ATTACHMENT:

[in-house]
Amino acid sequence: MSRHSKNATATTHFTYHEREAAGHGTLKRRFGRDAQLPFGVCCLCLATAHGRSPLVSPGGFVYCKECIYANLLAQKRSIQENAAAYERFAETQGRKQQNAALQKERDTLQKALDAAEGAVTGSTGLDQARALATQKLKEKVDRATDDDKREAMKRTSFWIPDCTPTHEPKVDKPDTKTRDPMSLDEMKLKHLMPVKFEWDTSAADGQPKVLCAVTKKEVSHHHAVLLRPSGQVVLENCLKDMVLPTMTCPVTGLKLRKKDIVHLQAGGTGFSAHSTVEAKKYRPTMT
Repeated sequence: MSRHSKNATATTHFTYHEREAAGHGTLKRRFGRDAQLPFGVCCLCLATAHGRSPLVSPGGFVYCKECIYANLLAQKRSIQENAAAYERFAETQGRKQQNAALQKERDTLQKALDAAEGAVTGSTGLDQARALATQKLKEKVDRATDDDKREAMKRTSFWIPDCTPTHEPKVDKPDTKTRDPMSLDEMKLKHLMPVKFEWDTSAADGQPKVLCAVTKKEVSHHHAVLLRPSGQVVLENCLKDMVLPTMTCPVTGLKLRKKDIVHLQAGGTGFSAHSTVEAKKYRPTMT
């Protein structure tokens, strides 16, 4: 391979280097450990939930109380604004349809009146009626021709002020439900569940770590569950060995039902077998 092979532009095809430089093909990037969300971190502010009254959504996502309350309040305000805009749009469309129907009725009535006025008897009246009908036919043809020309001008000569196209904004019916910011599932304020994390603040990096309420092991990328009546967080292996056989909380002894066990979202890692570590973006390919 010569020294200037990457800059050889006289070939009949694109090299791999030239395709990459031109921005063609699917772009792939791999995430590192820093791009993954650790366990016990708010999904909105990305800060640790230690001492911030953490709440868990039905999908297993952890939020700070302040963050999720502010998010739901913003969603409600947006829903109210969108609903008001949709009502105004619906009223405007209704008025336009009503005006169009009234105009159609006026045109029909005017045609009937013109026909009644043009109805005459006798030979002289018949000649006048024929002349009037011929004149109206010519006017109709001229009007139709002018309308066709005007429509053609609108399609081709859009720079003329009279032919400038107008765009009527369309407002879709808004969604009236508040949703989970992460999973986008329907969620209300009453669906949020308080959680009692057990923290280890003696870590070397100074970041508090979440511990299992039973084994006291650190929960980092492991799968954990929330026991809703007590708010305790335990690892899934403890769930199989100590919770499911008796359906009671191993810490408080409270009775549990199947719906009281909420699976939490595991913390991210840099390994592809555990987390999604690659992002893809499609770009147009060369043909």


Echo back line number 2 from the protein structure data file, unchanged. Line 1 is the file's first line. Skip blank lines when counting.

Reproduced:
Amino acid sequence: MSRHSKNATATTHFTYHEREAAGHGTLKRRFGRDAQLPFGVCCLCLATAHGRSPLVSPGGFVYCKECIYANLLAQKRSIQENAAAYERFAETQGRKQQNAALQKERDTLQKALDAAEGAVTGSTGLDQARALATQKLKEKVDRATDDDKREAMKRTSFWIPDCTPTHEPKVDKPDTKTRDPMSLDEMKLKHLMPVKFEWDTSAADGQPKVLCAVTKKEVSHHHAVLLRPSGQVVLENCLKDMVLPTMTCPVTGLKLRKKDIVHLQAGGTGFSAHSTVEAKKYRPTMT